A Post By: Simon Bond
In today’s article, you’re going to learn about the importance of backgrounds in photography. Knowing how to best use the background will have a big impact on the success of your photo.
You’re going to discover the different approaches to dealing with the background, and how that background will then work as a counterweight to your main subject.
So turn your eye away from the main subject, and see what a good background will do for your final image.
Background or main subject?
The answer to this question is, of course, both.
As a photographer, you need to pay equal attention to the main subject and the background. It’s easy to lose track of the background while you focus on your main subject. Take a little longer composing your photo and look to the background. You’re looking to avoid clutter in the background while lining up leading lines with your main subject.
Composing with the background
The background is an important aspect of portrait and still life photography. And the background often takes up the entire photograph when shooting landscapes, so you pay particular attention to it by default.
So what are you looking for in the background, when the main focus of the image is your main subject? The answer is design elements, such as:
- Lines: Are there leading lines in the background? Then make sure they lead the eye to the main subject. Equally, make sure the background is compositionally sound. This will often mean positioning the subject in the left or right third of the frame.
- Patterns: Is there a textured background such as a brick wall behind your subject? Make sure that this fills the background.
- Minimalism: Avoid background clutter for a more minimalist photo. Step to the side if this removes an unwanted element from your photo such as a lamp post or a person.
- Frames: Like leading lines, if there is a natural frame you can use in the background then line this up with your main subject.
Work with the background or remove it?
You have a choice as a photographer whether you want to use the background in your frame, or whether you want to eliminate it.
The choice is an artistic one, and for certain types of photography (such as street photography), you’ll certainly want to include the background.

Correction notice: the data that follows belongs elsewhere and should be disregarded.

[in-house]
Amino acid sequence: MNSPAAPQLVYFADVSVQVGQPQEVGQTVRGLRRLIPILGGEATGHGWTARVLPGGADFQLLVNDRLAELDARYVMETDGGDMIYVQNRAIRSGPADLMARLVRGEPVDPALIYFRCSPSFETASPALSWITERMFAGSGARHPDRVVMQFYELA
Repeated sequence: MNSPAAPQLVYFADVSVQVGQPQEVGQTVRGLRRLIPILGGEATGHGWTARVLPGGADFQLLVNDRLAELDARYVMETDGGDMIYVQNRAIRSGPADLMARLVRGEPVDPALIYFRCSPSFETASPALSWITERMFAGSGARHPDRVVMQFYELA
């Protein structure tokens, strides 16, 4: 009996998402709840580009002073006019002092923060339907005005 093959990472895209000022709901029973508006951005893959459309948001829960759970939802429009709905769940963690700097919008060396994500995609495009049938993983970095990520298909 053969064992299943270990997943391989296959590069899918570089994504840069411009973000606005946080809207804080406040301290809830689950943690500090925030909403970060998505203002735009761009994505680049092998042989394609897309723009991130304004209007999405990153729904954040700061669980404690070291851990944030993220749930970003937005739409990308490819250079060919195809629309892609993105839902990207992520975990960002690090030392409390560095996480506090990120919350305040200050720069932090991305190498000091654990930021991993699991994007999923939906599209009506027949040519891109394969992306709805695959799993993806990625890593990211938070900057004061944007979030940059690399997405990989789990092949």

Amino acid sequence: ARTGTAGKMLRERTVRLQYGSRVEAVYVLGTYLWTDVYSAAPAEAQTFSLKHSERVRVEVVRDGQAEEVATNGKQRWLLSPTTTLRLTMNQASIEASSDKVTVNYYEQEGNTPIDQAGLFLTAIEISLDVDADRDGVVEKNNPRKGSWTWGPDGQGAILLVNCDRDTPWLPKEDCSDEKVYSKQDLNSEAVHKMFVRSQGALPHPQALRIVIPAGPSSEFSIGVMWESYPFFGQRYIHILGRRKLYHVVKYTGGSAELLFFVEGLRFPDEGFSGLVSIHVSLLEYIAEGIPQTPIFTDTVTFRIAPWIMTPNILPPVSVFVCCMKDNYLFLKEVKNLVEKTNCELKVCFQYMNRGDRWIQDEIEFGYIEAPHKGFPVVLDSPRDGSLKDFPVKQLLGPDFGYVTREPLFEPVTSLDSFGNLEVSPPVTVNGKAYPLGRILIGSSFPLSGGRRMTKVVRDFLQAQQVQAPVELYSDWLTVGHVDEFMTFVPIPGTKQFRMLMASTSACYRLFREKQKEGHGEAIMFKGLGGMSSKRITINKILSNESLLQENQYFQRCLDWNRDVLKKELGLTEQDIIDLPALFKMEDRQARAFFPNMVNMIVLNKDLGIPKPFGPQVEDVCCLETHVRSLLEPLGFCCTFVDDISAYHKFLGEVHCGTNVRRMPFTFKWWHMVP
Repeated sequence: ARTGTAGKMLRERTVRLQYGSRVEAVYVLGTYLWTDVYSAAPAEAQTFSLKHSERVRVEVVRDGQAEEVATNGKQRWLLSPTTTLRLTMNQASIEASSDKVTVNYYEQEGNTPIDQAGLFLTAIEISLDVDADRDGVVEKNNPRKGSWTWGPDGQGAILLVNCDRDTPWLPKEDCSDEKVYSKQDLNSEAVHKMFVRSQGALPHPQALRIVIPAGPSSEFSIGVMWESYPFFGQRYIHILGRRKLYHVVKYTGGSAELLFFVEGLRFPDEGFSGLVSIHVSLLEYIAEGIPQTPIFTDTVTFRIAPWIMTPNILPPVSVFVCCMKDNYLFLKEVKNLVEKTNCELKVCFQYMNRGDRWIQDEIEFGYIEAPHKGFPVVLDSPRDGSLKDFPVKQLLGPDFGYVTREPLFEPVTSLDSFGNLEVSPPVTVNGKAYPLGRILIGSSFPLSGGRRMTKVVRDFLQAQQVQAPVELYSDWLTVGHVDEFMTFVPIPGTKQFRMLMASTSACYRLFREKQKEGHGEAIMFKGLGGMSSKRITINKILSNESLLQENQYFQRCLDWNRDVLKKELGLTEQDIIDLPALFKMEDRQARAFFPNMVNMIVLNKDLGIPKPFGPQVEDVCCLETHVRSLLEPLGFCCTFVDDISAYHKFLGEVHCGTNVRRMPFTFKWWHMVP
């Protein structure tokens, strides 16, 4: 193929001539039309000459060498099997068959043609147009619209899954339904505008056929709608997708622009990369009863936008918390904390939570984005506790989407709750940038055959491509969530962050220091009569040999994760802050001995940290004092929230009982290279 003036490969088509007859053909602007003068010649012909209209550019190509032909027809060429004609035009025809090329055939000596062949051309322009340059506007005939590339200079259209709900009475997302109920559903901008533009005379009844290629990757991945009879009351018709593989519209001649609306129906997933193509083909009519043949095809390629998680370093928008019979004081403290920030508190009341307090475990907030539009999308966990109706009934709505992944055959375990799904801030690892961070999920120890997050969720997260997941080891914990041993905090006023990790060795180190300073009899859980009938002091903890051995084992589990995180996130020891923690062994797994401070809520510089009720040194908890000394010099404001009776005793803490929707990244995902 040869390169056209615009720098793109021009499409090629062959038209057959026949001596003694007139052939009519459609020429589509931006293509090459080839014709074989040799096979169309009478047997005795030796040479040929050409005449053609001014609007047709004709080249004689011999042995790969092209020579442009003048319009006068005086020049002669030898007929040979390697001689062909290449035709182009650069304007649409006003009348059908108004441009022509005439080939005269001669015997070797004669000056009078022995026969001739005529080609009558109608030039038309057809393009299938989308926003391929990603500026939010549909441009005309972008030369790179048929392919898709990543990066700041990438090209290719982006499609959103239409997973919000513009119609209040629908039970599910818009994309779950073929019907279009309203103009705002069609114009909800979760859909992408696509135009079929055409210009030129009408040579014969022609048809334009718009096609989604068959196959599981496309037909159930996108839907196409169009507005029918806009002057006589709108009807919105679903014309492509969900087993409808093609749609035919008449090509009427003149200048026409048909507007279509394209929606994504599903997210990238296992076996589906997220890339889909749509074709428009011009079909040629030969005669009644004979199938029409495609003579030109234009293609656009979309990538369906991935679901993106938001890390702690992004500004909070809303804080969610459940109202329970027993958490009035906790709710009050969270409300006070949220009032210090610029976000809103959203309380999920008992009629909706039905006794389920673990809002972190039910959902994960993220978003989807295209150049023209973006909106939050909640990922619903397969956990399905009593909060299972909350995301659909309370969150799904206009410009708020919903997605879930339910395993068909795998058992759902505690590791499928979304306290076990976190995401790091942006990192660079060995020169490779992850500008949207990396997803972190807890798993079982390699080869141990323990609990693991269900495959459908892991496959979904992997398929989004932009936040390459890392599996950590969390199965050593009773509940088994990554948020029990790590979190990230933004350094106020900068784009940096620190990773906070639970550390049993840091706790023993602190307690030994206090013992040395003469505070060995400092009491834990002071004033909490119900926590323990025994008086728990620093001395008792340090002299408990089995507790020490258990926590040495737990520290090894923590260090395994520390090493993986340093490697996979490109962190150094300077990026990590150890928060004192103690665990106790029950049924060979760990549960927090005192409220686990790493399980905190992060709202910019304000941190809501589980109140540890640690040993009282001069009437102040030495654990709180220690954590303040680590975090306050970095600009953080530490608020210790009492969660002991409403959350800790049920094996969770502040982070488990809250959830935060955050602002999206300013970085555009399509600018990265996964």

So let’s look at these two approaches.
The story is in the background
The background is vital in that it gives your photo context. How your main subject interacts with the background gives your photo more narrative, and hence it becomes a stronger photo. That’s not an excuse to include clutter, though; you should still look to see what elements can be removed from the background.
The ideal photo then shows your main subject, and just enough of the background to provide that story. So how will you achieve this?
- Focal length: A change in focal length can have a big impact, especially on the background. Longer focal lengths will allow you to compress the background behind your main subject, but at the (likely) cost of losing narrative content that would have enhanced the photo.
- Bokeh: Bokeh refers to the out-of-focus portion of your photo. This effect can be controlled, and you don’t need to completely blur out the background. A soft-focus background can give your photo a story without forcing the eye away from your main subject.
- Framing: If you happen to find a natural frame in front of your subject, you can use this. Use it to frame the main subject and the area of the background that’s important. Then the frame can naturally remove unwanted elements in your photo by blocking them from view.
Minimal backgrounds in photography
The other way to deal with the background is to remove it, blur it out, or ensure it’s one particular texture.
Taking this approach will give your photo a much more minimal feel, and this can be just as effective when producing an interesting image. This option is well worth considering when you have a very interesting main subject or, even better, a main subject that provides its own story by doing something interesting.
So how will you go about producing minimal backgrounds in photography?
- Low-Key: A low-key effect involves perfectly exposing the main subject while underexposing the background. The resultant photo will then have a black background. To achieve this, light your subject with a narrow beam of sunlight or use a strobe with a snoot attached.
- Bokeh: Now the aim is to completely blur out the background. The best lenses to do this are prime lenses, and you’ll want to use the largest available aperture. The greatest effect will be achieved when there is a large distance between the main subject and the background.
- Texture: Backgrounds like brick walls, metal shop shutters, or concrete blocks can work well here. The aim is to fill the background with a particular pattern and nothing else.
- Color block: Again, a wall can work here, but it should be a single color. Alternatively, how about aiming at the sky on a clear day, so you have just blue for your background?
Maximize backgrounds in photography!
Now that you know how important it is to pay attention to the background, how will that change your photography? Are there techniques you use that haven’t been mentioned in this article?
As always, we’d love to see your photos and for you to share your opinions. If you have photos where the background is key to the success of the photo, then please share those in the comments section. And explain why you think the background is so important!
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is a specialist in creative photography techniques and is well known for his work with a crystal ball. His work has featured magazines including National Geographic Traveler. With over 8 years of experience in lensball photography, Simon is an expert in this field. Get some great tips by downloading his free e-book!
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